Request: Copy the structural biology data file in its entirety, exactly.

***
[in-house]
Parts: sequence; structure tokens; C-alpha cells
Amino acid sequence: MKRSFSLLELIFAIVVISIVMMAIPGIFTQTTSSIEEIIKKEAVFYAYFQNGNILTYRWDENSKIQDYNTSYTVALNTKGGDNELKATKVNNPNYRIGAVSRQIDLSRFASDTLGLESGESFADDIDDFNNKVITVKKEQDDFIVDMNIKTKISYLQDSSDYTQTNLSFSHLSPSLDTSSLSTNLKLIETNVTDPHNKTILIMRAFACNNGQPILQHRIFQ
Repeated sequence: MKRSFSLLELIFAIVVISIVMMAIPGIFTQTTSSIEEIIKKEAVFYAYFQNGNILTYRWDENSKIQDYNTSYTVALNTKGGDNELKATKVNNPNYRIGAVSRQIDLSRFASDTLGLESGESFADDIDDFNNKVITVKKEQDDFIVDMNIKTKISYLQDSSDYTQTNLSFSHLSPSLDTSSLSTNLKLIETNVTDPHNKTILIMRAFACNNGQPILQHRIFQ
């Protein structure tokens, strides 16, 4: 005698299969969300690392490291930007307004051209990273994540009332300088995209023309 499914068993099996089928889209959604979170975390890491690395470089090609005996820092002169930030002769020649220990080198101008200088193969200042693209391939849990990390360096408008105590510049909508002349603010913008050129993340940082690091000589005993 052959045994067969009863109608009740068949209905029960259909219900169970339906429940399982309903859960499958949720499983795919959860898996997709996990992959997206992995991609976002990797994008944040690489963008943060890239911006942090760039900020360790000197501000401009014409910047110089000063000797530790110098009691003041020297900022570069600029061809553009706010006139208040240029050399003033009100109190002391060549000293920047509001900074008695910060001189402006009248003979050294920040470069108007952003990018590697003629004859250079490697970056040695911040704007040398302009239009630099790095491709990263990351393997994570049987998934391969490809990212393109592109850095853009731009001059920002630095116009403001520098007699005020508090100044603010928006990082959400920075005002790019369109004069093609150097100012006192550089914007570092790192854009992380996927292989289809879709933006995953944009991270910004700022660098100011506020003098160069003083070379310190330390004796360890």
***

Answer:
[in-house]
Parts: sequence; structure tokens; C-alpha cells
Amino acid sequence: MKRSFSLLELIFAIVVISIVMMAIPGIFTQTTSSIEEIIKKEAVFYAYFQNGNILTYRWDENSKIQDYNTSYTVALNTKGGDNELKATKVNNPNYRIGAVSRQIDLSRFASDTLGLESGESFADDIDDFNNKVITVKKEQDDFIVDMNIKTKISYLQDSSDYTQTNLSFSHLSPSLDTSSLSTNLKLIETNVTDPHNKTILIMRAFACNNGQPILQHRIFQ
Repeated sequence: MKRSFSLLELIFAIVVISIVMMAIPGIFTQTTSSIEEIIKKEAVFYAYFQNGNILTYRWDENSKIQDYNTSYTVALNTKGGDNELKATKVNNPNYRIGAVSRQIDLSRFASDTLGLESGESFADDIDDFNNKVITVKKEQDDFIVDMNIKTKISYLQDSSDYTQTNLSFSHLSPSLDTSSLSTNLKLIETNVTDPHNKTILIMRAFACNNGQPILQHRIFQ
């Protein structure tokens, strides 16, 4: 005698299969969300690392490291930007307004051209990273994540009332300088995209023309 499914068993099996089928889209959604979170975390890491690395470089090609005996820092002169930030002769020649220990080198101008200088193969200042693209391939849990990390360096408008105590510049909508002349603010913008050129993340940082690091000589005993 052959045994067969009863109608009740068949209905029960259909219900169970339906429940399982309903859960499958949720499983795919959860898996997709996990992959997206992995991609976002990797994008944040690489963008943060890239911006942090760039900020360790000197501000401009014409910047110089000063000797530790110098009691003041020297900022570069600029061809553009706010006139208040240029050399003033009100109190002391060549000293920047509001900074008695910060001189402006009248003979050294920040470069108007952003990018590697003629004859250079490697970056040695911040704007040398302009239009630099790095491709990263990351393997994570049987998934391969490809990212393109592109850095853009731009001059920002630095116009403001520098007699005020508090100044603010928006990082959400920075005002790019369109004069093609150097100012006192550089914007570092790192854009992380996927292989289809879709933006995953944009991270910004700022660098100011506020003098160069003083070379310190330390004796360890």